On the basis of the decisions in Performance Cars Limited v Abraham ,Baker v Willoughby  and Steel v Joy  the defendant submitted they were only liable to compensate the claimant for any losses attributable to the additional disability which they had caused over and above her pre-existing disability. On the facts of the case, the defendant argued that the claimant's schedule “in almost its entirety could reasonably have been presented as a Schedule for T7 paraplegia” and that the claimant had established no material additional need arising from the additional disability caused.
Mr Justice Foskett considered these authorities as well as Rahman v Arearose Ltd  but distinguished them, as for practical purposes they all involved cases where there were alternative potential compensators to be pursued for either the original or subsequent injuries. The key points of his judgment were:-
A defendant cannot be held to be liable for loss or damage that it did not cause or to which it made no material contribution.
But for the negligence of the hospital, the claimant's needs would have been met by a combination of Local Authority carers and her own family.
While he accepted the defendant’s general submissions, as a matter of law he saw this as a case which reflects the principle that a tortfeasor must take his victim as he finds him. He referred to footnote 94 to paragraph 2-31 in Clerk and Lindsell on Torts, 20th Ed. which reminds the reader that "the fact that the defendant’s breach of duty has worsened an existing condition may lead to a higher assessment of the loss, since the consequences of the impairment may be greater” and goes on to say “it is much worse to be totally deaf than half deaf, when the additional hearing loss (from half to totally deaf) causes greater damage than the initial hearing loss (from full hearing to half deaf)”. The footnote also refers to Paris v Stepney Borough Council  from which it derives the proposition that “loss of an eye is significantly worse for a one eyed man than a man with full eyesight”.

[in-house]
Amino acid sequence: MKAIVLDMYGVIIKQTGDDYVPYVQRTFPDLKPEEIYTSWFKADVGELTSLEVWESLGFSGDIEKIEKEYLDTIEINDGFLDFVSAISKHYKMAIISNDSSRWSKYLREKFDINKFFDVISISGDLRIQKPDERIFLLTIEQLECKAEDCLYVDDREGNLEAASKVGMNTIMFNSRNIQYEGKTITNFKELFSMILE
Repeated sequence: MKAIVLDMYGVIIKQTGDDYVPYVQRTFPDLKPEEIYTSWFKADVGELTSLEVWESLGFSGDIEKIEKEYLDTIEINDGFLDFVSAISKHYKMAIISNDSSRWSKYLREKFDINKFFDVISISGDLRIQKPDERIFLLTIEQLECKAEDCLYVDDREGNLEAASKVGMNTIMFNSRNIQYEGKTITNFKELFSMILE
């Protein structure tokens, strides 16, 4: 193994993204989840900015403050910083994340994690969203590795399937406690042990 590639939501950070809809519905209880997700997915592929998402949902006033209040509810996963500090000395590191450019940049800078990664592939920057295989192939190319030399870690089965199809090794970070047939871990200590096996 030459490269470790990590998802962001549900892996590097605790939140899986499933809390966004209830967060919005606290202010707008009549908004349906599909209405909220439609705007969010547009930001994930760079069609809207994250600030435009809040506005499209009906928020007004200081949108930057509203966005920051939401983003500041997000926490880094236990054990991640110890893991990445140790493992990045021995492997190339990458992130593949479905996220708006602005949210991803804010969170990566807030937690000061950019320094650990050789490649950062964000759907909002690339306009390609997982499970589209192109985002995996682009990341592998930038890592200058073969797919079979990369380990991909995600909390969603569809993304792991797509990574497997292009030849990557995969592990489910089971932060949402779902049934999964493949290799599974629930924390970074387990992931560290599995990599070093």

In his judgement, on the evidence, the defendant’s negligence had made the claimant's position materially and significantly worse than it would have been but for the negligence.
Even if he had any doubts about the “but for” approach to causation, he would have been inclined to find the defendants had “materially contributed” to the claimant's condition.
While he was unclear about the extent to which the defendant asserted that any credit should be given against the value of the claim in the "but for scenario", for present purposes he believed that he needed to say was that he respectfully agreed with the sensible, compassionate and principled approach to this kind of issue taken by Edwards-Stuart J in the High Court decision in Sklair v Haycock .
For further information please contact Philip D'Netto, Partner, on 0161 603 4966
This information is intended as a general discussion surrounding the topics covered and is for guidance purposes only. It does not constitute legal advice and should not be regarded as a substitute for taking legal advice. DWF is not responsible for any activity undertaken based on this information.